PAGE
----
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    Tackling Tobacco: February 2016 Legislative & Regulatory Roundup

    Several states, cities consider raising buying age to 21.

    NATIONAL REPORT — Tobacco legislation and regulation is constantly under review at the local, state and federal levels. In this monthly roundup, Convenience Store News highlights the latest proposals and approved changes happening across the United States. 


    Berkeley The Berkeley City Council unanimously approved a plan to raise the minimum age to purchase tobacco products and electronic cigarettes from 18 to 21. The change is slated to go into effect Jan. 1, 2017. Berkeley lawmakers acknowledged, however, that they might have to revisit the change considering the protest taking place around a similar move by lawmakers in Healdsburg, Calif.

    Passed in October 2014, enforcement of its age increase has been suspended as the National Association of Tobacco Outlets is protesting the change, asserting that cities lack the authority to raise the minimum purchase age from what the state sets. Healdsburg has asked the California Attorney General for guidance on the matter, but has yet to receive a response.

    San Francisco The city Board of Supervisors' land use and transportation committee unanimously approved increasing the legal age to buy tobacco products, including electronic cigarettes, in San Francisco from 18 to 21. The full board was expected to vote on the proposal on March 2. Under the proposed legislation, retailers who sell tobacco products would be given a one-year grace period, during which no one would be penalized for selling tobacco to anyone 18, 19 or 20. Enforcement would then begin after the first year.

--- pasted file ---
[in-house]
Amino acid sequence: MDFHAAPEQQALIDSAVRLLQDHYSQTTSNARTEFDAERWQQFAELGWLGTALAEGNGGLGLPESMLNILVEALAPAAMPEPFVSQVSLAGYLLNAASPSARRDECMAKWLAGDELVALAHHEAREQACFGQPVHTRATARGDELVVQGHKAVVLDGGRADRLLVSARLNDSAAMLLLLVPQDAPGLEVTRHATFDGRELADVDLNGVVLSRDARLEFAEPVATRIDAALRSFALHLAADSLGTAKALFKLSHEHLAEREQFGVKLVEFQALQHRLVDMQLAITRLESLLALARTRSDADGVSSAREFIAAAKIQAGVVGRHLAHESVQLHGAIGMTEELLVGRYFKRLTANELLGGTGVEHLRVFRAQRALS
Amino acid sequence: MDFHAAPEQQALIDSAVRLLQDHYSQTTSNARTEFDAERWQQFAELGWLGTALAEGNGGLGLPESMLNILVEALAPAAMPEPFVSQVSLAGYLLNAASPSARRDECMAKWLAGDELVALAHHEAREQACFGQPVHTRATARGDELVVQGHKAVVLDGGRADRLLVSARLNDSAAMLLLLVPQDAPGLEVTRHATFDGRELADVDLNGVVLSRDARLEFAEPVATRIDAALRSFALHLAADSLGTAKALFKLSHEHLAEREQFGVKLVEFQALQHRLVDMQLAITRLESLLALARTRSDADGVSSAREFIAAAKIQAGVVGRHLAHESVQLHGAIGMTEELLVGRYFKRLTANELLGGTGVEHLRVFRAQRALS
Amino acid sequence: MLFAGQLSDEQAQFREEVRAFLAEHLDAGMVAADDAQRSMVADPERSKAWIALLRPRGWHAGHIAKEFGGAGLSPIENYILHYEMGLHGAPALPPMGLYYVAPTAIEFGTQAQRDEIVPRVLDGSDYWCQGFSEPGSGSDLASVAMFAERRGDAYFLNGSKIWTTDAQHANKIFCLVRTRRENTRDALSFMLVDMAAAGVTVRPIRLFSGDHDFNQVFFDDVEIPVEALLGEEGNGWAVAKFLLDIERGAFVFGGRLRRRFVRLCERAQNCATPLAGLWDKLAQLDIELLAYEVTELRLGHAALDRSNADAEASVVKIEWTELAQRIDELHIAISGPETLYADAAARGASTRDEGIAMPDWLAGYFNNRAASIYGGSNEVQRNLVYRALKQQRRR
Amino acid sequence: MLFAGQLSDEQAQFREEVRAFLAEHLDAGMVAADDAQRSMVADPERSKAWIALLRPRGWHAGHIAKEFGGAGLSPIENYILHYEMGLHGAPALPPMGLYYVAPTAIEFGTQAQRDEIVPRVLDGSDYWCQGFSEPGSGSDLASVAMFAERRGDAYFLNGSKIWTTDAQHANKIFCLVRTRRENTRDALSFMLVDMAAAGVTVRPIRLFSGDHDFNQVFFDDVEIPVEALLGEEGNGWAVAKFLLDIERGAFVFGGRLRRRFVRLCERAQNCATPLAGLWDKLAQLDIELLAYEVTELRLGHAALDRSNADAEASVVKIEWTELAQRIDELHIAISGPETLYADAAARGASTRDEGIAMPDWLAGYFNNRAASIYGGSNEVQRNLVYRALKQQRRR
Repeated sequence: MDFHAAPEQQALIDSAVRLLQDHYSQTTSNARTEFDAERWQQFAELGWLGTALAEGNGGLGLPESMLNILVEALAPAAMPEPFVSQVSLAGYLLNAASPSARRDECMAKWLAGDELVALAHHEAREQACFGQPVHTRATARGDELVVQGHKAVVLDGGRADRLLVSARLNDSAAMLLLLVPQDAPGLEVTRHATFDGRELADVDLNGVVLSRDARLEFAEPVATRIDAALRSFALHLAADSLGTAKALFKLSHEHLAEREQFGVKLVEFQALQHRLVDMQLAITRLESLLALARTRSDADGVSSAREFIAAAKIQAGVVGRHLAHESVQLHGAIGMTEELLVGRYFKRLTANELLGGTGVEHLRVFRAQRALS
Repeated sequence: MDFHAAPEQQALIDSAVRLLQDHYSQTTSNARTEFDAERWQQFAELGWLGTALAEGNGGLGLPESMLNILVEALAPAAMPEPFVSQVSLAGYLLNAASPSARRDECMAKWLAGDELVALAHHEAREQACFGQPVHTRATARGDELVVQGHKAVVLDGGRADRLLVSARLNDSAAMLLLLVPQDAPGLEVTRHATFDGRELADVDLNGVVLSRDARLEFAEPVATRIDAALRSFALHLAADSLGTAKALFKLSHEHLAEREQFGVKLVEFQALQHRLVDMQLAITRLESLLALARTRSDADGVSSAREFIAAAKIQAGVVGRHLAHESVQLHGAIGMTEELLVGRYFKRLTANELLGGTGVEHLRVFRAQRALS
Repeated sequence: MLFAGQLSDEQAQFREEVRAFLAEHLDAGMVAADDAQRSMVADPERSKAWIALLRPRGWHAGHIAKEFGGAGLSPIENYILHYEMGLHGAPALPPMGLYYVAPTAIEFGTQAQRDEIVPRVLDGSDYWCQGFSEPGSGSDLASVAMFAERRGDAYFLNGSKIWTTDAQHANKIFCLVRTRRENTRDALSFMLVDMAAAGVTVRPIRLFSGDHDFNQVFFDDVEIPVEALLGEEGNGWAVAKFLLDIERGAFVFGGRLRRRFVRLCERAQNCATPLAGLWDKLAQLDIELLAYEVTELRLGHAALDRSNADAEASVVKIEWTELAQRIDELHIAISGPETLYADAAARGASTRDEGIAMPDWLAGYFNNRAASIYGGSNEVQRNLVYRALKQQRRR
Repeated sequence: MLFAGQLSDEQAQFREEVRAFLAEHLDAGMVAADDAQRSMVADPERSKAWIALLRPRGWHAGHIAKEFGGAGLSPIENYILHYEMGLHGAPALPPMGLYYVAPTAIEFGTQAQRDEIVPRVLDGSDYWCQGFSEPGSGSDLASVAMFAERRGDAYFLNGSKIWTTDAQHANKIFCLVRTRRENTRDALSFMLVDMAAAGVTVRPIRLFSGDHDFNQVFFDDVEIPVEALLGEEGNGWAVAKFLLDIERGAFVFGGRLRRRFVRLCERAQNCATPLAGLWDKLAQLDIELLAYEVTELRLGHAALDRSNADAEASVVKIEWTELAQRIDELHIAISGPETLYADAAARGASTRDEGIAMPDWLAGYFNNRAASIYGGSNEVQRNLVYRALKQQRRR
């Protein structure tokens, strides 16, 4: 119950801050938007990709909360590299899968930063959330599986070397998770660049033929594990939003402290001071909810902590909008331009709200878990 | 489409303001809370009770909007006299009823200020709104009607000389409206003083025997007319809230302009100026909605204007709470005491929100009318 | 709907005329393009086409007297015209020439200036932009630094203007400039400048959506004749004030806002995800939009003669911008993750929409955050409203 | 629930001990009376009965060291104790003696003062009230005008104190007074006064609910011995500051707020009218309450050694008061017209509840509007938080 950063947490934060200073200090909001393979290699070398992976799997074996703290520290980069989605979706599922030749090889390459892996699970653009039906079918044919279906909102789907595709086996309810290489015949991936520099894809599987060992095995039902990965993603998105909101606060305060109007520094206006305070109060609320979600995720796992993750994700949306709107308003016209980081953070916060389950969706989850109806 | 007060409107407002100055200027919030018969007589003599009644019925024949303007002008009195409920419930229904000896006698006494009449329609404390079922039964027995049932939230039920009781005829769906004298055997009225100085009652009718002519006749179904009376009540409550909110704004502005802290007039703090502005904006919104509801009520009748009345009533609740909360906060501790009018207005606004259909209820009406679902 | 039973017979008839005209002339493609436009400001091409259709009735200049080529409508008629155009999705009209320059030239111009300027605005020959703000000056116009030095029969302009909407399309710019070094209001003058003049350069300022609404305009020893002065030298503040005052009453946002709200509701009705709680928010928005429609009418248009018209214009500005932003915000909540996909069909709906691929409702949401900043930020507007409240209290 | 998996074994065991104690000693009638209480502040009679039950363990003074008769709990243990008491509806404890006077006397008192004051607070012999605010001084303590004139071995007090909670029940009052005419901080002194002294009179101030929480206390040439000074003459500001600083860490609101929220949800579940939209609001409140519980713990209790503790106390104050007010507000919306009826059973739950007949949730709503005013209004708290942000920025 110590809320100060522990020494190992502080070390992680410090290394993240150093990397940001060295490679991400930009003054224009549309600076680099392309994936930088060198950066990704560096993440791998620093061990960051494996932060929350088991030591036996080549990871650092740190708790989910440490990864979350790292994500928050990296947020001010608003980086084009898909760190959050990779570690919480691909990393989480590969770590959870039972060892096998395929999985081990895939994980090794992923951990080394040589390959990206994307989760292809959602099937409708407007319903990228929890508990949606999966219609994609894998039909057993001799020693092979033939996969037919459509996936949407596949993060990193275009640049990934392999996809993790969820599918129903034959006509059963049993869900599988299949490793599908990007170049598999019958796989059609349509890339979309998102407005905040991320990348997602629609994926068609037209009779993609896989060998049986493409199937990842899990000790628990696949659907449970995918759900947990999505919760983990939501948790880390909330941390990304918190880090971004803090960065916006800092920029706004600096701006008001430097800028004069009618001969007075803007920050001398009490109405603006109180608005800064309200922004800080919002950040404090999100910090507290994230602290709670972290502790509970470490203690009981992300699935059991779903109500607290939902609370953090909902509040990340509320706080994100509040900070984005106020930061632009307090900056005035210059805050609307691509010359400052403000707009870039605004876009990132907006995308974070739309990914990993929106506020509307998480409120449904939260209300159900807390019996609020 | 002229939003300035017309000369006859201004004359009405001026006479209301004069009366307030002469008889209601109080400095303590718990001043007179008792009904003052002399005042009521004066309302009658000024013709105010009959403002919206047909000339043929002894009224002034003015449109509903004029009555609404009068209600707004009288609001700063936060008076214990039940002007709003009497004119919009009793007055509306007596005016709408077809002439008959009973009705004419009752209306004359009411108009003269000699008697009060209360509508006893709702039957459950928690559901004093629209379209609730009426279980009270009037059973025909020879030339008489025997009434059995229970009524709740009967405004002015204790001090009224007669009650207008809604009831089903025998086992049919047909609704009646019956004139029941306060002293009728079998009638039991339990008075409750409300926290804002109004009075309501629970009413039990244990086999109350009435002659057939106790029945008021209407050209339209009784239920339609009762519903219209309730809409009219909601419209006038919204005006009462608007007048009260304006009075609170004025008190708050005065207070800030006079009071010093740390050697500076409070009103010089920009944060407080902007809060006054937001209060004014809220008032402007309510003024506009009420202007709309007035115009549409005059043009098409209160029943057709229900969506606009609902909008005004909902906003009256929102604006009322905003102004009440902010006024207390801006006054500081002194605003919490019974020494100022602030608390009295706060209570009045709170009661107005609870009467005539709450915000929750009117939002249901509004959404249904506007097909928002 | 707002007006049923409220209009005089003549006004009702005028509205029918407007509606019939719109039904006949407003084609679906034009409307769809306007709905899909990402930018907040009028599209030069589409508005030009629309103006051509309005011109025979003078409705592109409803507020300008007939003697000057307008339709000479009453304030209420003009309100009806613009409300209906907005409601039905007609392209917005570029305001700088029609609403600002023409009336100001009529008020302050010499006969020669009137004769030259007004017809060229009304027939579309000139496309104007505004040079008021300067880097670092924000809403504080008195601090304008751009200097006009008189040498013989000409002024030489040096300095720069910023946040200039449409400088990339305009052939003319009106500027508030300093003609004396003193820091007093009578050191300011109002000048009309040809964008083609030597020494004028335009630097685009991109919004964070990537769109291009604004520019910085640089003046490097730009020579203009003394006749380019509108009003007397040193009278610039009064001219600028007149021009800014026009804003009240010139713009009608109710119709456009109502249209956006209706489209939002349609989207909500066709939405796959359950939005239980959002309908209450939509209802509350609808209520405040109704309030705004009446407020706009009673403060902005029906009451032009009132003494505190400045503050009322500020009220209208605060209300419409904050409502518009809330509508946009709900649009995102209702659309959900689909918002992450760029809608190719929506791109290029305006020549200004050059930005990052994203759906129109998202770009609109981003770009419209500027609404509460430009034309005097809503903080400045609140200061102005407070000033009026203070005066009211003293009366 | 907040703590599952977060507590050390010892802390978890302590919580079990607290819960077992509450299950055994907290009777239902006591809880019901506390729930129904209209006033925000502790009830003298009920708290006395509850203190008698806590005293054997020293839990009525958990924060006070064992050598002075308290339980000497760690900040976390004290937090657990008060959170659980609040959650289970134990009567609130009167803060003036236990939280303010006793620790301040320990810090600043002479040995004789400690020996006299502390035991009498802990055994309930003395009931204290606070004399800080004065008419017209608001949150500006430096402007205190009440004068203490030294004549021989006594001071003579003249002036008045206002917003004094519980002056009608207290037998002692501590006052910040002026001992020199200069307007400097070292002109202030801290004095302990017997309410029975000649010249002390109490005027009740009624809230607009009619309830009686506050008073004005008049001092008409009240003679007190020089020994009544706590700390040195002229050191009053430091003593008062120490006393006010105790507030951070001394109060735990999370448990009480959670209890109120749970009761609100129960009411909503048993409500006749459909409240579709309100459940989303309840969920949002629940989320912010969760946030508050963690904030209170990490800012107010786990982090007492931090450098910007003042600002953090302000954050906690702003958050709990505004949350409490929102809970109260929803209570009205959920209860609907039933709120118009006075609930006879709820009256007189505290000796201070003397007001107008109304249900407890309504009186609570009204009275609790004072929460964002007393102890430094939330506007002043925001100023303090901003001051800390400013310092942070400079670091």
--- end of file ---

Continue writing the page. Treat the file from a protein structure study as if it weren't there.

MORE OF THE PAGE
Boise An Idaho House panel introduced a measure that would regulate electronic cigarette sales under the same statute as nicotine and tobacco products. The legislation would help prevent electronic cigarette sales to minors, while also creating a state database of retailers that sell the product, the panel stated. If passed, the bill would require retailers to register with the Idaho Department of Health and Welfare.


    Springfield — The Illinois Senate is reviewing a bill that would make it illegal for anyone under age 21 to purchase tobacco products and electronic cigarettes. Senate Bill 3011, sponsored by Sen. John Mulroe (D-10th District), would raise the minimum legal age from 18. Six more senators have signed on as co-sponsors of the bill, which had its first reading on Feb. 18.

    The statewide push follows a similar proposal made by Chicago Mayor Rahm Emanuel last month. In 2014, the city of Evanston became the first in Illinois to increase its legal buying age to 21.


    Des Moines — A move to push the legal age to purchase tobacco products to 21 from the current age of 18 failed in the Iowa Senate on Feb. 17. The measure was sponsored by state Sen. Herman Quirmbach (D-23rd District), but a subcommittee that reviewed Senate File 2016 declined to advance the bill. Quirmbach indicated he may reintroduce the legislation in 2017. A bill to increase the age to 19 also failed last year.


    Olathe — The Olathe City Council voted 6-1 to change the city's ordinance to increase the legal age to buy tobacco products from 18 to 21. The change went into effect Feb. 8. The move is part of Tobacco 21|KC, a campaign launched in the fall to get every municipality in the metropolitan area to raise its legal age for buying tobacco products, including e-cigarettes, from 18 to 21, the same as it is for alcohol.